If you happen to be caught up in the hustle and bustle of Austin, TX treat yourself to some unique scenery at the picturesque and tranquil Hamilton Pool. The short 45 minute drive from downtown Austin, TX will be well worth your trouble. There are more than 230 acres of preserve available to explore. Be sure to pack a picnic lunch and end your trek at the Hamilton Pool which will rejuvenate you with the sound of its 50 foot waterfall crashing down to the green pool below.
My time at the pool
I had the opportunity to go to Austin, TX for a photography assignment. I knew I wanted to spend time at the pool but it wasn’t until the last day that I finally had the time. I was going to make the most of it though so I made sure to carve out a few hours at the Hamilton Pool. There was no swimming allowed on the day that I went because of the high amount of bacteria in the pool but that turned out to be a blessing. I did not have swimmers moving in and out of my shots. The pool itself was formed when the dome collapsed on an ancient underground river that had eroded the limestone away. The pool offers such a unique sight with the stalactites growing from the roof 50ft above your head and the expansive view of the pool and the sky once you are inside the grotto are both dramatic and beautiful. I took my time at the pool doing my photography. I moved very slowly around the path that takes you into the grotto of the Hamilton Pool. I stopped frequently to force myself to realize just how distinct this natural formation really was. All the while I was being serenaded by the different droplets of water seeping through the limestone above head and plunking into the pool. I was in my own little world. I highly recommend taking a trip to this pool to hit the reset button on life.
Recommended equipment and shot ideas
1. Tripod – This will help keep your camera level when doing a panoramic to stitch together. It will also help if you are attempting to do an HDR. Yes you can do both handheld but I find it easier in post when the shots are done using a tripod. I also did a lot of long exposure shots using a 10 stop ND filter to blur the water so a tripod is an absolute must for this.
2. ND Filter – I used a 10 stop filter hoping to get some good cloud movement and blur the water. The blurred water was just going to add to the tranquility of the whole scene. Another good use for a ND filter is if you are in a highly populated area the tourist will disappear on a 30 second exposure as long as they aren’t standing still in your shot.
I really had just one subject but there were so many angles to capture, so many techniques that I wanted to try that it felt like endless photo ops. Some of them worked, others did not. The first shots I did was of the beach looking into the grotto. I tried to do a technique that I thought would work better than it had. I wanted to combine a panoramic and an HDR into one gigantic image. I started by putting my camera on the tripod and making everything level. I shot an HDR bracket, rotated the camera, shot another bracket, rotated the camera and did a final bracket. In post production I wanted to process the HDR brackets separately and then stitch them together into a final panoramic. I am sure that this technique will work eventually, but I am still working the bugs out of it. My biggest problem is getting three different HDR images to blend nicely together into a single panoramic. I am still perfecting this technique and will share it with everyone once I get the kinks worked out. The next shot I found was just inside the grotto. It is actually the first shot in this post at the top of the page. I did need to shoot an HDR just because of the high contrast light coming from the top right in the clouds. As I worked my way around inside the grotto I did a few more shots using my ND filter to blur the water and capture the sky. The shots aren’t cropping in a pleasing way so I left those ones out of this post. The last shot that I wanted to share with you is the photo below of the waterfall. I actually stitched this from three images to create a vertical panoramic. I did this because I wanted to keep the image wide enough to include other information around the waterfall. I shot these images in landscape mode and just overlapped the images using my tripod while still utilizing the ND filter to smooth out the waterfall. I chose black and white to emphasize the waterfall and the water on the rock.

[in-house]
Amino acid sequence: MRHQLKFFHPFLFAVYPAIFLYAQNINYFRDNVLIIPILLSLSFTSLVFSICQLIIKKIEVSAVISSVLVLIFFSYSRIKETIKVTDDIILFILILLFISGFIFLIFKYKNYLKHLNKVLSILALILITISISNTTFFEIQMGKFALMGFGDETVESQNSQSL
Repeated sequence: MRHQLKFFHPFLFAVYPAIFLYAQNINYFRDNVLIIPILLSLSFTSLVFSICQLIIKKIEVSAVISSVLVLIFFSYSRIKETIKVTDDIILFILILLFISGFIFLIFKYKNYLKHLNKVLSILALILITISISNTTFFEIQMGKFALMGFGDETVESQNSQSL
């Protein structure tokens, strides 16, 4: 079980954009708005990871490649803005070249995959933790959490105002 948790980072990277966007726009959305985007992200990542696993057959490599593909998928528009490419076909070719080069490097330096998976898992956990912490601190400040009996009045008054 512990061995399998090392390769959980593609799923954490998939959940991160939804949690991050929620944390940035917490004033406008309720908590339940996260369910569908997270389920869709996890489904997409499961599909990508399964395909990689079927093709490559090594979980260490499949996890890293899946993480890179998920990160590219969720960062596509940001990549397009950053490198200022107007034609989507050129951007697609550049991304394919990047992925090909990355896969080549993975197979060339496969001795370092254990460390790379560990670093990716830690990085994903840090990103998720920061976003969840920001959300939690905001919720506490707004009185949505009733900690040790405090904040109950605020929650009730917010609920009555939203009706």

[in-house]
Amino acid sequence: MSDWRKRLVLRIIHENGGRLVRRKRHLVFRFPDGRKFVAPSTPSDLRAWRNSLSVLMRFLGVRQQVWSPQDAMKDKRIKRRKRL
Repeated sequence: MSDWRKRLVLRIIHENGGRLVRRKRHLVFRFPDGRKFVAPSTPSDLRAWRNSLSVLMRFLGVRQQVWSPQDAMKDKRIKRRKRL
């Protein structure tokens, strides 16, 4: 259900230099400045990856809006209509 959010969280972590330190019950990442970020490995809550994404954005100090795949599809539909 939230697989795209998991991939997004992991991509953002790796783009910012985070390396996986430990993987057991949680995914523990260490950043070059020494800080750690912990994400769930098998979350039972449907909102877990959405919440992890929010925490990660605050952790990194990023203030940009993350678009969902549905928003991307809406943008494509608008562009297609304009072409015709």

Know before you go
Hiking and swimming restrictions- Before you go call 512-264-2740 to see if the pools are open to hiking and swimming. Due to hazardous rain or high bacteria in the pool they will not allow visitors to swim in the pools or hike the land from time to time. I happened to go on a day that they were not allowing swimming which was fine with me because it offered an uninterrupted photo opp of the pools.
Fees – The cost to get in is $15 per car. $5 for any vehicle with a senior in them. No debit or credit is accepted so bring cash.
Pets – No pets. No exceptions. ( I imagine that does not mean service dogs)
Overcrowding – They have been known to turn people away during the warm summer months when swimming is allowed. They will close the park due to too many people so get there early.